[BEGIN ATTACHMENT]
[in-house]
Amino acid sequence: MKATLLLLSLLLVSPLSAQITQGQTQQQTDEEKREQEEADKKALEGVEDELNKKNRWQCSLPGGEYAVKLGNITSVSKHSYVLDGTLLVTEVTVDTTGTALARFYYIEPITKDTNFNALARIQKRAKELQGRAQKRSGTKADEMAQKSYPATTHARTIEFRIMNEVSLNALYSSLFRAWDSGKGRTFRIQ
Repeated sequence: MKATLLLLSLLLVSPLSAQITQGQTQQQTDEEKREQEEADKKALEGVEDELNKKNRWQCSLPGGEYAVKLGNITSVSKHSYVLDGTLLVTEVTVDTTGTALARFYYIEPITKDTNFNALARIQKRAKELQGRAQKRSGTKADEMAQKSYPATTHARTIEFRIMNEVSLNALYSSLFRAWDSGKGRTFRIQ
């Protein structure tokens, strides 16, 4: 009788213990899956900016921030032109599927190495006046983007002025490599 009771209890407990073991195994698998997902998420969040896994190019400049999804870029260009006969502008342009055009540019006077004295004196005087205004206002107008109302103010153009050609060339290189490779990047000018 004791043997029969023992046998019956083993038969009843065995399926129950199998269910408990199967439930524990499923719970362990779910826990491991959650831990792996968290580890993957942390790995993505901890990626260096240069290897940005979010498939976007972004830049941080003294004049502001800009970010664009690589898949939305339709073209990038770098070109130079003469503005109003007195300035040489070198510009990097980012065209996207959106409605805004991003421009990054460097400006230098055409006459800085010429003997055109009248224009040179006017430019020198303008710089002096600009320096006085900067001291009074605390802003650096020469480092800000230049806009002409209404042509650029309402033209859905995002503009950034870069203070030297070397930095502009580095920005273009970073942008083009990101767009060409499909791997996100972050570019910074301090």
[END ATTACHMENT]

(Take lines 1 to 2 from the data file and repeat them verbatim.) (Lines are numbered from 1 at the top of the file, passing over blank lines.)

[in-house]
Amino acid sequence: MKATLLLLSLLLVSPLSAQITQGQTQQQTDEEKREQEEADKKALEGVEDELNKKNRWQCSLPGGEYAVKLGNITSVSKHSYVLDGTLLVTEVTVDTTGTALARFYYIEPITKDTNFNALARIQKRAKELQGRAQKRSGTKADEMAQKSYPATTHARTIEFRIMNEVSLNALYSSLFRAWDSGKGRTFRIQ